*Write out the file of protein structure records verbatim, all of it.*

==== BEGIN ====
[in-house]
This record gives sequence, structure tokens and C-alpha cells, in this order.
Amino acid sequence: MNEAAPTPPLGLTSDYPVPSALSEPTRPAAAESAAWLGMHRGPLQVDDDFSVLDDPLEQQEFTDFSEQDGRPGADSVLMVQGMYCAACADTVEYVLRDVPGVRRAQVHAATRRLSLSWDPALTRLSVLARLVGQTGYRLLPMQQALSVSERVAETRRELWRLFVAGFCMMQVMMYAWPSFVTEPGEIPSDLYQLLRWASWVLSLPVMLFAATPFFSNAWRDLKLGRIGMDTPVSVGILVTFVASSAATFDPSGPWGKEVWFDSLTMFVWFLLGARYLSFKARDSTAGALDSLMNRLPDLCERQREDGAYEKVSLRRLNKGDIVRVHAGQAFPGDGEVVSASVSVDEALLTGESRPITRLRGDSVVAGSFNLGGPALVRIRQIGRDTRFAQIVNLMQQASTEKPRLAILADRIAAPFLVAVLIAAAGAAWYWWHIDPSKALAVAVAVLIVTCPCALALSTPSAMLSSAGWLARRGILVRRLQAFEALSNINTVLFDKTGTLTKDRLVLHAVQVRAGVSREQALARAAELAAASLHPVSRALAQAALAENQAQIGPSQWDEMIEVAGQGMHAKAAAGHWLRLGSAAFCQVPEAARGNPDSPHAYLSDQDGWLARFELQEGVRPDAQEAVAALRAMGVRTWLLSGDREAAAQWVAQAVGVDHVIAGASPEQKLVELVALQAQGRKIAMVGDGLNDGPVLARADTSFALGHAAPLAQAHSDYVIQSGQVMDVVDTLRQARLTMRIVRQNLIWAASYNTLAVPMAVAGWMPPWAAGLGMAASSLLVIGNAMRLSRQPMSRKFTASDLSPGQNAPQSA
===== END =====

[in-house]
This record gives sequence, structure tokens and C-alpha cells, in this order.
Amino acid sequence: MNEAAPTPPLGLTSDYPVPSALSEPTRPAAAESAAWLGMHRGPLQVDDDFSVLDDPLEQQEFTDFSEQDGRPGADSVLMVQGMYCAACADTVEYVLRDVPGVRRAQVHAATRRLSLSWDPALTRLSVLARLVGQTGYRLLPMQQALSVSERVAETRRELWRLFVAGFCMMQVMMYAWPSFVTEPGEIPSDLYQLLRWASWVLSLPVMLFAATPFFSNAWRDLKLGRIGMDTPVSVGILVTFVASSAATFDPSGPWGKEVWFDSLTMFVWFLLGARYLSFKARDSTAGALDSLMNRLPDLCERQREDGAYEKVSLRRLNKGDIVRVHAGQAFPGDGEVVSASVSVDEALLTGESRPITRLRGDSVVAGSFNLGGPALVRIRQIGRDTRFAQIVNLMQQASTEKPRLAILADRIAAPFLVAVLIAAAGAAWYWWHIDPSKALAVAVAVLIVTCPCALALSTPSAMLSSAGWLARRGILVRRLQAFEALSNINTVLFDKTGTLTKDRLVLHAVQVRAGVSREQALARAAELAAASLHPVSRALAQAALAENQAQIGPSQWDEMIEVAGQGMHAKAAAGHWLRLGSAAFCQVPEAARGNPDSPHAYLSDQDGWLARFELQEGVRPDAQEAVAALRAMGVRTWLLSGDREAAAQWVAQAVGVDHVIAGASPEQKLVELVALQAQGRKIAMVGDGLNDGPVLARADTSFALGHAAPLAQAHSDYVIQSGQVMDVVDTLRQARLTMRIVRQNLIWAASYNTLAVPMAVAGWMPPWAAGLGMAASSLLVIGNAMRLSRQPMSRKFTASDLSPGQNAPQSA